Pianos for People Gives the Instrument to Those in Need


Music lessons can change a child's life. - COURTESY OF PIANOS FOR PEOPLE
  • Music lessons can change a child's life.

The presence of a piano in a home can do a lot for a family. It can act as a symbol of cohesion, a reminder of shared family history, and perhaps most importantly, a physical constant: A piano will always be there if someone wants to sit down and just play. It can provide an escape from reality or a way to express it. An acoustic piano in the home is “a living reminder of music and the arts as a way and place to engage.”

Those are the words of Tom Townsend, the co-founder of Pianos for People, a ST. Louis non-profit created in 2012 to collect unused pianos and donate them to homes, schools, and organizations in need. Tom and Jeanne Knowles Townsend, Joe Jackson, and Patricia Eastman formed Pianos for People after the loss of the Townsend’s 21-year old son, Alex, who was a pianist and artist.

“Pianos were and are being destroyed,” Townsend notes. “So the goal is: Let’s turn those trucks around,” save the pianos and place them where it matters.

“There are a lot pianos out there not in use,” Townsend adds, “and there are a lot of families without music in the house.” So far, Pianos for People has donated around 175 pianos to shelters, schools, and homes with children, veterans, or single parents – lately, they've consistently placed two pianos per month.

These instruments can provide discernible effects for children in school settings. “[Music practice] can have a very direct impact on grades, on academics, especially on math scores,” Townsend notes.

Pianos can also help draw students into schools. Townsend tells the story of a student in Richmond Heights who was living in a homeless shelter and having a hard time in school. After Pianos for People set up a piano in the hallway near the principal's office, the boy began coming in early. “It gave him a personal place to go and explore, just like any hobby.”

Now a high school graduate, the young man continues to play. And since that time, Pianos for People has also donated a piano to the shelter this student lived in, encouraging the same engagement with other children.

Pianos for People also provides group and individual piano teaching for St. Louis students, now serving more than 80 children in after-school and Saturday programs at the organization's studio on Cherokee Street.

“There are some students who are homeless or near-homeless who see that regular Pianos for People appointment… [as something] that they can count on,” Townsend says. “Whatever they have been through, they will know that we’ll be there on that Tuesday night or that Saturday morning.”

Co-founder Patricia Eastman teaches at Webster and St. Louis University, and through her connections Pianos for People hires professional piano instructors. “We’re proud of the fact that they pay nothing, and get piano staff that are paid that are piano educators from Webster and SLU,” says Townsend.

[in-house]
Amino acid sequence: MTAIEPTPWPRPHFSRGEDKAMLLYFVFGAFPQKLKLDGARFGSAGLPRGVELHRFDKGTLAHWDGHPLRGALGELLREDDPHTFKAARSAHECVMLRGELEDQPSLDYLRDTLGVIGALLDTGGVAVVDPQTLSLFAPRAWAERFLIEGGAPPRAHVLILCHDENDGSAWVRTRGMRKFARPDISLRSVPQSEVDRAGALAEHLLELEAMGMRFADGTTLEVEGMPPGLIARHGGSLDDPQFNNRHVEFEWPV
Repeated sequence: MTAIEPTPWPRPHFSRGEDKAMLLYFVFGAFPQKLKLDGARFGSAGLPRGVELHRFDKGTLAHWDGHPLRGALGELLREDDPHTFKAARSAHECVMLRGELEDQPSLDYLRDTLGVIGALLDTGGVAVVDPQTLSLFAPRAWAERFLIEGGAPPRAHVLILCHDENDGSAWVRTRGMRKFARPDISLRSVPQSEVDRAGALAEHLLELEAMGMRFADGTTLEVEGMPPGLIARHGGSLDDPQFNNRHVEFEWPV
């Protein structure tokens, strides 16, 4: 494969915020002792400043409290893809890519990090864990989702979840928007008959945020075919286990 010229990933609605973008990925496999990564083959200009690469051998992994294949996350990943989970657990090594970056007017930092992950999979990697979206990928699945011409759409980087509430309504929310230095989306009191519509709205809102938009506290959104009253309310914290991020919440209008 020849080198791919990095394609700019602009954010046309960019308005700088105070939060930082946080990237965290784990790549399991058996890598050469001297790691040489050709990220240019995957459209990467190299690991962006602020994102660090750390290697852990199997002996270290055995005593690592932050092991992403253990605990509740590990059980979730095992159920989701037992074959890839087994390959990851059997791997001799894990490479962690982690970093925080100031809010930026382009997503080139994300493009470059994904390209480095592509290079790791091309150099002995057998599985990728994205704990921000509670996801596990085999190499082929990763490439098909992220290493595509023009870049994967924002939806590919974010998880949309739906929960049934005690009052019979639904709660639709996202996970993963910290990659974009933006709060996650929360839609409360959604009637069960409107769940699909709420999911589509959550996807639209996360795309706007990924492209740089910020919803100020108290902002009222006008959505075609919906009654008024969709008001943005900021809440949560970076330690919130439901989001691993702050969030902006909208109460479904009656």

It's not all scales, though. Townsend himself plays jazz and blues piano by ear; he never learned to read music. He will often show students licks he knows by heart, introducing them to new and interesting ways of playing outside of classical piano confines.

Personal empowerment, says Townsend, is as important as creating great musicians. Playing piano is not just a hobby, but a way for children to figure out “what they can contribute to the world.”

Pianos for People has been named the 2017 Arts Innovator of the Year by the St. Louis Arts and Education Council, an award they will receive in January. There were more than 64 nominations for the seven honorees, and the Arts Innovator award is a new category this year, says Kate Francis, the council’s vice president of development. They created this honor to recognize up and coming organizations, like Pianos for People, “doing their work fairly quietly,” so as “to really raise their profile in the community.”

Pianos for People has been growing since 2012 and Townsend is optimistic about the positive effects the organization can have in St. Louis. Executive director Sheena Duncan, formerly a senior manager with institutions including the Sydney Symphony Orchestra in Australia, has brought her knowledge of infrastructure and organization skills to facilitate the fundraising system of private donors, grants, and the Evening of 100 Fingers (an event featuring ten pianists of different genres) that allows Pianos for People to operate and expand.

To that end, Pianos for People has opened up a second school in Ferguson just in the past few weeks.

“For all those kids who aren’t the athletes, aren’t the star basketball player or the star football player, there are so many people who don’t have a realistic outlet for their own personal pride and sense of accomplishment,” Townsend says. “And many of these people are closet musicians, who don’t even know it.”

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